“My in-laws would travel to India and Canada to see family every few months. Even now we feel they are out and will come back to us from a holiday. We have to cope with this grief.”
The elderly Gandhis had not been vaccinated because registrations had just begun opening up in December when they contracted the virus.
Virus 'cannot be taken lightly'
The family wants to spread the message relayed by health authorities that face masks must remain.
“People think because they have taken the vaccine, they will be fine,” she said.
“I cannot stress this enough. People must follow all safety measures. Covid cannot be taken lightly even after you take the vaccine.”
Isolation has hit families
Mr Tanna tried to boost his father's spirits on the phone as the 80-year-old fought a month-long battle against Covid-19.
His father had never spent a day in hospital in more than 40 years in the Emirates but required hospital care when his Covid-19 symptoms worsened in February.
“Before he went on the ventilator, I told my dad on the phone that he needed to get better for my mother’s birthday and their wedding anniversary.”
The elder Tanna died on March 1, days before his wife's birthday and their 47th wedding anniversary.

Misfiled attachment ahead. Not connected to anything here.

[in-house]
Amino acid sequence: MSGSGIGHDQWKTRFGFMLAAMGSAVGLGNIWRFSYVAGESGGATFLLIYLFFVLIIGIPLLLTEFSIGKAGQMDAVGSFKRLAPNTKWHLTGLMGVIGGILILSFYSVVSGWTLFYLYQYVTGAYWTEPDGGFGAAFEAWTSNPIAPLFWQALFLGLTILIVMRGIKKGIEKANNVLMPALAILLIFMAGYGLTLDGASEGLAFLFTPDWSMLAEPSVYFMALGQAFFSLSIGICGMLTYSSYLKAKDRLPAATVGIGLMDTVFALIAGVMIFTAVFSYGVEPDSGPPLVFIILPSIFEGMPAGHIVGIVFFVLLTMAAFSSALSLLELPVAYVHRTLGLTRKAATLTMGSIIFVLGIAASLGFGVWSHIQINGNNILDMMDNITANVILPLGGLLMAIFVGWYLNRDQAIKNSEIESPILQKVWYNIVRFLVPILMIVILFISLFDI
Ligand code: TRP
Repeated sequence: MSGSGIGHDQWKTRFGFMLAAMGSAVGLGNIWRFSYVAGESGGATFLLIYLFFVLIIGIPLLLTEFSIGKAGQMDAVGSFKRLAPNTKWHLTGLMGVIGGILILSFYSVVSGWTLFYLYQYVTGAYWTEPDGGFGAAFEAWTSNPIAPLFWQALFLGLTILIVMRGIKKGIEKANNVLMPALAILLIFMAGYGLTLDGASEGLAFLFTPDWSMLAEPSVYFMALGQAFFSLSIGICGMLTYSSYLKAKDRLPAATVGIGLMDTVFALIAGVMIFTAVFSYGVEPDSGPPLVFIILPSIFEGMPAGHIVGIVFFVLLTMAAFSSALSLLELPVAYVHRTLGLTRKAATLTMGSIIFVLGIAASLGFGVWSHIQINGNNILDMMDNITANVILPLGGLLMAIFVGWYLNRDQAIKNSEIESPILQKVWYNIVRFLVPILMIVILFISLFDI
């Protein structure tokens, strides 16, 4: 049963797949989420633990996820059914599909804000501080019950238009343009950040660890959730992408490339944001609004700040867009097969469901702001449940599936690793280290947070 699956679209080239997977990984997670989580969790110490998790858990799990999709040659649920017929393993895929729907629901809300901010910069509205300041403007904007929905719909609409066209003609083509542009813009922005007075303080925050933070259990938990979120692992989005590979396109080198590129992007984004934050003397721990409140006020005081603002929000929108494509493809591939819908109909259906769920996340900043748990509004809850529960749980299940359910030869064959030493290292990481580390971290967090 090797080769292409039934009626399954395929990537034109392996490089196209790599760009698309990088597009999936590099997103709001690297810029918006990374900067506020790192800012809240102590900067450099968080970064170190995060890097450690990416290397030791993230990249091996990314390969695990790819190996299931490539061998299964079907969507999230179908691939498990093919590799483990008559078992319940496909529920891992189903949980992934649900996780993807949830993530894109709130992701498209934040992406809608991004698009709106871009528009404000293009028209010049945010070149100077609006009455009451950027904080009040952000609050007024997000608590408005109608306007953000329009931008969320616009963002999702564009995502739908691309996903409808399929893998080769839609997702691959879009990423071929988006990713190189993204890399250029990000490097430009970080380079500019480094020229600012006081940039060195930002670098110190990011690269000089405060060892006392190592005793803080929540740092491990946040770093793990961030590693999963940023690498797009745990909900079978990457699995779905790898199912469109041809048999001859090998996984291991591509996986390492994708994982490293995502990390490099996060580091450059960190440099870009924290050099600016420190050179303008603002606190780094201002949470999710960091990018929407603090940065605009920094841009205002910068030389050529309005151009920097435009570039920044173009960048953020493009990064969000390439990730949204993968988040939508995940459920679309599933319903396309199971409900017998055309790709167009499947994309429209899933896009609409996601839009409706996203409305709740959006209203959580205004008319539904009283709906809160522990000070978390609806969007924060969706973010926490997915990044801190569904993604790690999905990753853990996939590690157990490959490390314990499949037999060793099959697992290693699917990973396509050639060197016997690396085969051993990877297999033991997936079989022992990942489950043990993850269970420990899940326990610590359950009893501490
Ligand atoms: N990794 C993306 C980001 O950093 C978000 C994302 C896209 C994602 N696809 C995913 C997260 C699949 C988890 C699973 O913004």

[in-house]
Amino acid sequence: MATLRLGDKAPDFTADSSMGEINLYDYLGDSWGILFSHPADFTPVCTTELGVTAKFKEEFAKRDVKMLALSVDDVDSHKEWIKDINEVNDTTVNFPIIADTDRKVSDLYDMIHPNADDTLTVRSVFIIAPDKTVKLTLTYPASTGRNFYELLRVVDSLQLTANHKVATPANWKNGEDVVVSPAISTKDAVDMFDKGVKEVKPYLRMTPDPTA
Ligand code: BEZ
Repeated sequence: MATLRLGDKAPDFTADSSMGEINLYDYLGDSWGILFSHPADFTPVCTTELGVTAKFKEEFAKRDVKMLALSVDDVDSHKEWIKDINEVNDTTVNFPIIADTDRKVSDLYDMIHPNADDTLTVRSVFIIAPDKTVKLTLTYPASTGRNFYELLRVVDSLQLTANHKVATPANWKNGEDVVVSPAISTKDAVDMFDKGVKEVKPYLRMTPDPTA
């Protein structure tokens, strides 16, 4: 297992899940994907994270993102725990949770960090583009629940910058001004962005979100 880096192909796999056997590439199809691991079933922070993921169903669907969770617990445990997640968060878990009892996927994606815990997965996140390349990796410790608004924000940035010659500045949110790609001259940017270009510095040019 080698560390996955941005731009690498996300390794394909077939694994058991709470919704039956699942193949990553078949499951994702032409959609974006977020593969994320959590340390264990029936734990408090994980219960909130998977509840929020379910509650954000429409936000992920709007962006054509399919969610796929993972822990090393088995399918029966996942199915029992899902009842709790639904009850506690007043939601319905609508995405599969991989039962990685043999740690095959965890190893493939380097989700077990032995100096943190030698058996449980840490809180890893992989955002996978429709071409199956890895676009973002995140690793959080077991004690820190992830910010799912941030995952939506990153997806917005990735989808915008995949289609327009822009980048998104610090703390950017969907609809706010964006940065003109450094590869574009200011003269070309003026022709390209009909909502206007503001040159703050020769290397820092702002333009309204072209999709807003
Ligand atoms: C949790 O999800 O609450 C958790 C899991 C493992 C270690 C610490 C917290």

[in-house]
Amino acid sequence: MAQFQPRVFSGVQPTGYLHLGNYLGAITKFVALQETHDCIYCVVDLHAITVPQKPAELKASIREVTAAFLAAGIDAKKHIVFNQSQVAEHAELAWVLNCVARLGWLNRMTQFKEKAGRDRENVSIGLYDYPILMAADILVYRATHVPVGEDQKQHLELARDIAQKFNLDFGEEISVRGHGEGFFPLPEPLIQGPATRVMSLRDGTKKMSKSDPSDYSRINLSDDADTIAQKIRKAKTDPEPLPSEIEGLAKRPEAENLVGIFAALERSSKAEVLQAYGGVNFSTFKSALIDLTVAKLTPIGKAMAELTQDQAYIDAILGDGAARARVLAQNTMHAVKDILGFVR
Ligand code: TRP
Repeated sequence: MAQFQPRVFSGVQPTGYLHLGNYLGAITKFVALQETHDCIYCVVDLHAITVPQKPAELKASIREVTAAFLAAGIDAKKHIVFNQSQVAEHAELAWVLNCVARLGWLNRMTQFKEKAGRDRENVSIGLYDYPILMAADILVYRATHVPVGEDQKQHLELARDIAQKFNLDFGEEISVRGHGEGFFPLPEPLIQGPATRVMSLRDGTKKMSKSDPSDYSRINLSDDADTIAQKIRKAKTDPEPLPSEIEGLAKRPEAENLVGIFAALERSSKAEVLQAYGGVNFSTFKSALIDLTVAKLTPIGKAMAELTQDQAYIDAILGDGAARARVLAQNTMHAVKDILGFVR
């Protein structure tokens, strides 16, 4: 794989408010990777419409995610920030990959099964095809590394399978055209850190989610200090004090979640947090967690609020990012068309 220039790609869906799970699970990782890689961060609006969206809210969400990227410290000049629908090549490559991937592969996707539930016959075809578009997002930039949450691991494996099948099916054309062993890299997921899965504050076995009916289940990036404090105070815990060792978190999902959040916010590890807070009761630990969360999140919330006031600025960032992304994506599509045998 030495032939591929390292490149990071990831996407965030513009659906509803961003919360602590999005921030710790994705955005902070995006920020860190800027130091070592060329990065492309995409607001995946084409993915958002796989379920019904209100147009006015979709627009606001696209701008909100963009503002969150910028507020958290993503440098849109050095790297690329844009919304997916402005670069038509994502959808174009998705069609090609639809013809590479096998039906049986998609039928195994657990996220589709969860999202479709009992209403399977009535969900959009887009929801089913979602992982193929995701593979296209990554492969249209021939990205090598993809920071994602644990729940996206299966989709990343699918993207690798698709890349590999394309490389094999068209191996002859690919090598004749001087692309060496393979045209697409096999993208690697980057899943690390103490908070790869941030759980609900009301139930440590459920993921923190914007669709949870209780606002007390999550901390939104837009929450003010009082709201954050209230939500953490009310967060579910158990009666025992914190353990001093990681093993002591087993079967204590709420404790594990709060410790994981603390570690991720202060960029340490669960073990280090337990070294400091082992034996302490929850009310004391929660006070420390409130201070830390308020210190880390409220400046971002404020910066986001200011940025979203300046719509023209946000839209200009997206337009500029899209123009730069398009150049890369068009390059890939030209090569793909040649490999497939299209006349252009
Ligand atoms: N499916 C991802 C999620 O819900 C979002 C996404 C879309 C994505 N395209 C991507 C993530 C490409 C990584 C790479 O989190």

The isolation brought on by the disease also affects families.
Doctors update families on phone calls because hospital visits are not permitted, to reduce exposure to the virus.
“It takes a toll on the patient and family, it’s the loneliness of this disease,” Mr Tanna, 45, said.
“My dad was the centre of our family and our lives revolved around him. He was the most positive person who would call to cheer up anyone feeling low.”
The isolation and detachment saddens families who cannot be near their loved ones because of the virulent nature of the disease.
Funeral rituals too have changed with immediate family allowed a short 10-minute prayer and flowers placed on top of bags that are sealed.
“You see a person every morning but when he needs you most, you are not near by to say, ‘Dad, I love you',” Mr Tanna said.
“You just feel so sorry about this.”
Vaccine does not make you immune
Mr Tanna's father had taken the first dose of Sinopharm at the end of January and contracted the disease days before his second shot in February.
The Tanna family is keen to remind people of the danger of catching the fast-spreading disease.
“If you have taken the vaccine, it does not mean you are immune to the virus. It’s a killer disease and people forget this,” Mr Tanna said.
The television producer calls for vigilance.
He often calls out people who wear their masks on the chin and pack into elevators ignoring signs that only four people are permitted.
“I have actually walked out of the lift many times because people say, ‘So what?’ when I remind them it is crowded and over the capacity allowed,” he said.
“It is this blatant ‘nothing is going to happen to me’ attitude that angers me. People need to wake up and realise Covid is not going away any time soon."
Updated: June 12, 2021 03:49 PM